A huge fireball ignited by two cans of petrol engulfed the Whiskey Au Go Go nightclub in Brisbane's Fortitude Valley on March 8, 1973. The fireball and its lethal gases killed 15 patrons at the popular nightspot. It became one of Australia's worst mass murders resulting in the arrest and conviction of James Richard Finch and John Andrew Stuart. The firebombing also left an indelible impact on my psyche. It was an impact I documented in my book Intractable because it was a significant turning point in my life story.
At the time of the Whiskey Au Go Go firebombing I was doing time for armed robbery. I’d already been classified as an intractable prisoner following an attempted escape from Parramatta Jail and was transferred to Grafton Jail. It was there I observed a recurring pattern. It became a familiar pattern over the next 35 years. It was a pattern that created dire consequences for society as a whole. And it was a pattern I strived to avoid.
Men like Finch not only experienced the institutional brutalisation concept of Grafton Jail as an adult prisoner they also shared another common denominator. They had been raised by the State of New South Wales as children.
The formative childhood years of Finch, and men like him, had been secretly nurtured by institutionalised violence at Tamworth Institution for Boys in northern NSW. It was the mini Alcatraz of the NSW juvenile justice system. An institution cloaked in secrecy by the NSW Child Welfare Department.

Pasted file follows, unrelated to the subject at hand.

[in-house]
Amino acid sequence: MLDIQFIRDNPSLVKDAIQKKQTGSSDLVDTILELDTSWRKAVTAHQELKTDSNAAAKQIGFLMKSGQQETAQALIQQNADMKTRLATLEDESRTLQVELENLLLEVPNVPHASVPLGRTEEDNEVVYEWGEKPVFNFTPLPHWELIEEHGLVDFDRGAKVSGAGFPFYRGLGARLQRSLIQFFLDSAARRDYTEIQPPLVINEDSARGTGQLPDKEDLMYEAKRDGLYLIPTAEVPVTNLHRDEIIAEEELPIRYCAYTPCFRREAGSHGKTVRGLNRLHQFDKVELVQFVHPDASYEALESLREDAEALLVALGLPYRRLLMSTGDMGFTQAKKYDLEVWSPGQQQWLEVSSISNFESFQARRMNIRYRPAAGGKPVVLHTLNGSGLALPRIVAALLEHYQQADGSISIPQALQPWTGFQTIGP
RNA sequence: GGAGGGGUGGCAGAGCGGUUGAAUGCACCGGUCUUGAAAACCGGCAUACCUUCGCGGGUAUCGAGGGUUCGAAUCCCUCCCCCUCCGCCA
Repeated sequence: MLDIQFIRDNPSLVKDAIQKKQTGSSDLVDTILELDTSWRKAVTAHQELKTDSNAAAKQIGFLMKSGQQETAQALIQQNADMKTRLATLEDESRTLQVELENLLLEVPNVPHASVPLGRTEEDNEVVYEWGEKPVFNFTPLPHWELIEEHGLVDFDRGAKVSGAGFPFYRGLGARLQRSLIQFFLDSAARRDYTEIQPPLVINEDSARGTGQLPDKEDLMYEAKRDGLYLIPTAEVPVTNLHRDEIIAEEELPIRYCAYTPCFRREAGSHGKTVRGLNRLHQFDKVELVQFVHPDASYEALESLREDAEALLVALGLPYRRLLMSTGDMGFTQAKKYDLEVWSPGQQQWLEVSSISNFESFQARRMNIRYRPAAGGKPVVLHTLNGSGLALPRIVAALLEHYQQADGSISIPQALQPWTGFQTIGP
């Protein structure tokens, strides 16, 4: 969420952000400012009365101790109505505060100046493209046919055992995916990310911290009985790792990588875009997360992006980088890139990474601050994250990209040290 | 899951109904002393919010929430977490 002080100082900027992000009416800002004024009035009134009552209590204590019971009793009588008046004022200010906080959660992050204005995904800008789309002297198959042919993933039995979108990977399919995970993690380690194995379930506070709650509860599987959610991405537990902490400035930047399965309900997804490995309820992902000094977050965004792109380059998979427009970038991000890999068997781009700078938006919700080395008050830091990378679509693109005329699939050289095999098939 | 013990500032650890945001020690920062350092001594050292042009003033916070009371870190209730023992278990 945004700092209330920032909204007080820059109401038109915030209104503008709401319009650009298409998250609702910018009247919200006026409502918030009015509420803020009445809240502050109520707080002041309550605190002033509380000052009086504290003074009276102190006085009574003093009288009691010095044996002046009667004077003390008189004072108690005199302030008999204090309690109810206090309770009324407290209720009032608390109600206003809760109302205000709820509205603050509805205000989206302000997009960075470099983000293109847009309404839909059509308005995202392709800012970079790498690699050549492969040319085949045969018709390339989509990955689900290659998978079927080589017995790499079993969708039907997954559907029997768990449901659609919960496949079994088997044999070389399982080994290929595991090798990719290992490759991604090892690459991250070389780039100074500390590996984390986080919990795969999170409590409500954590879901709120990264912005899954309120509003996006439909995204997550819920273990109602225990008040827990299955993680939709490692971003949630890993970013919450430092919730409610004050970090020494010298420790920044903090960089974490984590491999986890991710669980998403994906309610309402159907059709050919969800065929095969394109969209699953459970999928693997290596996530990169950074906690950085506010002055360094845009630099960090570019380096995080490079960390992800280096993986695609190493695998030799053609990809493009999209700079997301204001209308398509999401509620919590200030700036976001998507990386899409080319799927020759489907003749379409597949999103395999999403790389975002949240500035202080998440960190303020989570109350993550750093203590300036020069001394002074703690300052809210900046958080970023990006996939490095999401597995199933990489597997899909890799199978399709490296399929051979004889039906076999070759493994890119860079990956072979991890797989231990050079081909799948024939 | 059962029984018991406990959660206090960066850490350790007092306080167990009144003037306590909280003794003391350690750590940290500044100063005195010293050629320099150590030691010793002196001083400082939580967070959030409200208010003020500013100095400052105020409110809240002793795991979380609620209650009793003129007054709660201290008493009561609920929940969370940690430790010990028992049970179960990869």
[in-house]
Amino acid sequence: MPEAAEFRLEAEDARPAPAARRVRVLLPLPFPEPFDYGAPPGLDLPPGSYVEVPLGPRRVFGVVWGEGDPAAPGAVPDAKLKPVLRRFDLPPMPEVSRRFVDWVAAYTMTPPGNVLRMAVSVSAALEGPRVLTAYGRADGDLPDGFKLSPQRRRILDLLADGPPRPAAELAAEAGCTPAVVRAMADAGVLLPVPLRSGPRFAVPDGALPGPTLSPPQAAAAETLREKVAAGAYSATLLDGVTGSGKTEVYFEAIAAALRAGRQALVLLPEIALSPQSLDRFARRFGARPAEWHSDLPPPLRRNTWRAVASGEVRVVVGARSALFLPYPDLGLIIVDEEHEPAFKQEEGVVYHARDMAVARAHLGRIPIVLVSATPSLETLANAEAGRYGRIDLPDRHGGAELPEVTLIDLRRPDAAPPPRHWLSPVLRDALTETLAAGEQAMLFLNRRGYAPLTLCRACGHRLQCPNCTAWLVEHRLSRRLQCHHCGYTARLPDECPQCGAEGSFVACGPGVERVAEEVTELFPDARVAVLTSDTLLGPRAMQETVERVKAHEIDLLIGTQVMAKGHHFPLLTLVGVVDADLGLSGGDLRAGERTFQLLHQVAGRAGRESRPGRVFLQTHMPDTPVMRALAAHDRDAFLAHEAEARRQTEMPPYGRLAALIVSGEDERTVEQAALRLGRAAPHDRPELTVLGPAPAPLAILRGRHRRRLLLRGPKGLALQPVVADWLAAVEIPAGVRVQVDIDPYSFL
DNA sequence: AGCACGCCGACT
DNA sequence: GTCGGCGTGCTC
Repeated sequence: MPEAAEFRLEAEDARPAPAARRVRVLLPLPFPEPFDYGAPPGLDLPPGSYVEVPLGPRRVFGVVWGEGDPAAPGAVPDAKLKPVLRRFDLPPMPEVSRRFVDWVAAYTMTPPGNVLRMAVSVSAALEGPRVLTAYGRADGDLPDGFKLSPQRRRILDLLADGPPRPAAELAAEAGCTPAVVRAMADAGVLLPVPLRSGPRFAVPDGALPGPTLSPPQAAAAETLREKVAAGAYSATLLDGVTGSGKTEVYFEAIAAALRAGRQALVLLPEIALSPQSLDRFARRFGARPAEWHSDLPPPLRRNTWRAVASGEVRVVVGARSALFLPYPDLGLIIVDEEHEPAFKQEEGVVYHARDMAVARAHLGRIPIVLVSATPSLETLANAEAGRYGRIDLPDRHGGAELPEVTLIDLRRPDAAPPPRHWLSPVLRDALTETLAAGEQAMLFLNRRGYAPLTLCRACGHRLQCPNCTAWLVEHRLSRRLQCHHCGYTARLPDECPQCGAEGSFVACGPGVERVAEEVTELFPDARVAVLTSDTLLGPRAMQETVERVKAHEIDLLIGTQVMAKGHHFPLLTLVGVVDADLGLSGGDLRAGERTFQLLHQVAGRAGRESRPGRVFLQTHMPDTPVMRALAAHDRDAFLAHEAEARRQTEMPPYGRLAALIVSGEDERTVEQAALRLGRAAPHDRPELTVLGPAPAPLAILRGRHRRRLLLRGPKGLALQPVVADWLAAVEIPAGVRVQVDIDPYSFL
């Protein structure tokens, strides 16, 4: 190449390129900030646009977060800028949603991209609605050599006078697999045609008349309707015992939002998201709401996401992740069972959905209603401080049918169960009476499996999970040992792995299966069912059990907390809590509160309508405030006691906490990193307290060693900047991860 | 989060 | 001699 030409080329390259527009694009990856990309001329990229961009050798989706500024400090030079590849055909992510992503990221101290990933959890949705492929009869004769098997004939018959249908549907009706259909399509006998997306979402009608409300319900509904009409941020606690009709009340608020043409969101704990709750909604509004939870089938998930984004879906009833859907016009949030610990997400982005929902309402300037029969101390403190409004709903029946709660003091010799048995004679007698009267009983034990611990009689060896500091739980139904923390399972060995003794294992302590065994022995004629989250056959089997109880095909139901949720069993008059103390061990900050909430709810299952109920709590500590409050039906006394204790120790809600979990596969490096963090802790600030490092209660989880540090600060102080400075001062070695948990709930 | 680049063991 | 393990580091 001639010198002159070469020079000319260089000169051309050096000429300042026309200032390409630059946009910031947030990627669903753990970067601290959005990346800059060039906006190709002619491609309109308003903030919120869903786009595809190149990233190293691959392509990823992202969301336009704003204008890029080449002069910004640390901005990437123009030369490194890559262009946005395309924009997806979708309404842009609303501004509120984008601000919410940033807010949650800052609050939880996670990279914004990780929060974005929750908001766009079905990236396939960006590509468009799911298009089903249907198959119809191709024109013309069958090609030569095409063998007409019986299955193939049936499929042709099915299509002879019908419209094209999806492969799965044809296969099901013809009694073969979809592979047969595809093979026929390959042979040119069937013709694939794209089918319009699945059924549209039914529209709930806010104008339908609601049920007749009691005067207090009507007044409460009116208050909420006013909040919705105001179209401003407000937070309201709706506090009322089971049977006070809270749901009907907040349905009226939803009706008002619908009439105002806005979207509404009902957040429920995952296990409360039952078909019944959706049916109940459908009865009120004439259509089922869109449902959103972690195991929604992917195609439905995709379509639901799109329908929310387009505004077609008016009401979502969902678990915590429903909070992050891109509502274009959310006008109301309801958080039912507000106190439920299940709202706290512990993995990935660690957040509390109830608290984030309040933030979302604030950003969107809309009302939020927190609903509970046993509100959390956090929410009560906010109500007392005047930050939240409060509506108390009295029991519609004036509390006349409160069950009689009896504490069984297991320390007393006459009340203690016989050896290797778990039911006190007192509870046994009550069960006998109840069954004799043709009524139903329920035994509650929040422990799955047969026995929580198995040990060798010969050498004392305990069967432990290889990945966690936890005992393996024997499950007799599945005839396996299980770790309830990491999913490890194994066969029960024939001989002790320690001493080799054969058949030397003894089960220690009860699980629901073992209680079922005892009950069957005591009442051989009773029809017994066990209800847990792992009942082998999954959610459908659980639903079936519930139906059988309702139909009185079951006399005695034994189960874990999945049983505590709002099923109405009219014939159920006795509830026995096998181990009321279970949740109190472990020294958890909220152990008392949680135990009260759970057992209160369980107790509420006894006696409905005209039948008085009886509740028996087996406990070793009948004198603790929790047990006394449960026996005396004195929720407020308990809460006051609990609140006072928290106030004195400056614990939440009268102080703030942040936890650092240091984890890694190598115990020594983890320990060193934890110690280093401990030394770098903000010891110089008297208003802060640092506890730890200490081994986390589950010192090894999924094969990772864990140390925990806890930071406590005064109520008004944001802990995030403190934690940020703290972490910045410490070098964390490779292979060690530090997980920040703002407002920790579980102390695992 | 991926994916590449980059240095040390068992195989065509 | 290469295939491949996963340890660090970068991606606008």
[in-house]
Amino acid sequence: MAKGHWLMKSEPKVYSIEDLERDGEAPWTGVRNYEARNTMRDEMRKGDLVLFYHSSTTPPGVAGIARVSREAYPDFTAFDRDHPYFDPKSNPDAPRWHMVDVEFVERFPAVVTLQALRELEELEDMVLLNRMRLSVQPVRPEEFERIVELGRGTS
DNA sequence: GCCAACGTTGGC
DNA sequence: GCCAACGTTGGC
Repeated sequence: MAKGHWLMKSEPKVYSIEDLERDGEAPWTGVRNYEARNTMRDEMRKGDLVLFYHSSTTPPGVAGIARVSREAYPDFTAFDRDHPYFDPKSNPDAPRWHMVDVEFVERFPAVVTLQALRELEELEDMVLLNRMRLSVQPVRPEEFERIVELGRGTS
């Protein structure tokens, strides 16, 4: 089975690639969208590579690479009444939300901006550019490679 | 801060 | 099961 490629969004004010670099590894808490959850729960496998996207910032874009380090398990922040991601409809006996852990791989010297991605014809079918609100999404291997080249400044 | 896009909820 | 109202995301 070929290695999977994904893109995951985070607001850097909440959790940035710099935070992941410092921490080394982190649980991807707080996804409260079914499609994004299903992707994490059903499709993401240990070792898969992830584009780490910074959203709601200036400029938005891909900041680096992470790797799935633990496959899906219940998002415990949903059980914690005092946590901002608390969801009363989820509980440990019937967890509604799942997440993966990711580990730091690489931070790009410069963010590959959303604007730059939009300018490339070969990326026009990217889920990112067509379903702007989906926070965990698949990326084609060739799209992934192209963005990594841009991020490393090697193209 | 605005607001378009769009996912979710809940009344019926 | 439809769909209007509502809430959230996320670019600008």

It was 1973 when Archie “Mad Dog” McCafferty became Australia’s answer to Charles Manson after he graduated from Tamworth boy’s reformatory during his teens. McCafferty received three life sentences for leading a ragtag gang of drug-crazed teenagers on a thrill-kill rampage through Sydney’s western suburbs.
It resulted with the indiscriminate murder of three people. During the 1980s McCafferty formed part of a prison execution squad dubbed the “Grim Reapers”. Each gang member had a tattoo of the grim reaper somewhere on their body. They were responsible for at least three prison murders.
William John Munday was another graduate of Tamworth boy’s reformatory. He was also member of the “Grim Reapers”. Munday received a life sentence for the 1981 prison murder of bank robber and prison escapee Steve Shipley.
At the time of the murder Munday was serving 58 years for a violent rape rampage throughout Sydney. In 1979 he escaped from the Morrisset hospital for the criminally insane with John Cribb. The pair kidnapped two teenage girls and held them as hostage sex slaves until they were recaptured.
Peter Schneidas was a Lithuanian child migrant who became a school truant because he couldn’t speak English. The State of NSW made truancy a crime and Schniedas was swallowed up by the NSW Child Welfare system that eventually placed him in the Tamworth Institution for Boys for running away. Schneidas was a non-violent offender.
In 1979 Schneidas bludgeoned a Long Bay prison guard to death with a hammer in a senseless, unprovoked and motiveless attack. He was sentenced to life imprisonment and served 20 years, mostly in solitary confinement, before being paroled in 1998. He died from a heroin overdose shortly afterwards.
Perhaps one of the most notorious graduates from the Tamworth Institution for Boys was Arthur Stanley “Neddy” Smith.
Smith murdered and exploited the corruption of Sydney police in an unprecedented and violent rise to the top of Sydney’s organised crime milieu. Smith was a major player in the Sydney underworld wars during the 1980s but he received a life sentence for the unprovoked stabbing murder of a tow-truck driver during a 1987 road rage incident. He was later given another life sentence for the murder of Sydney brothel-keeper Harvey Jones.
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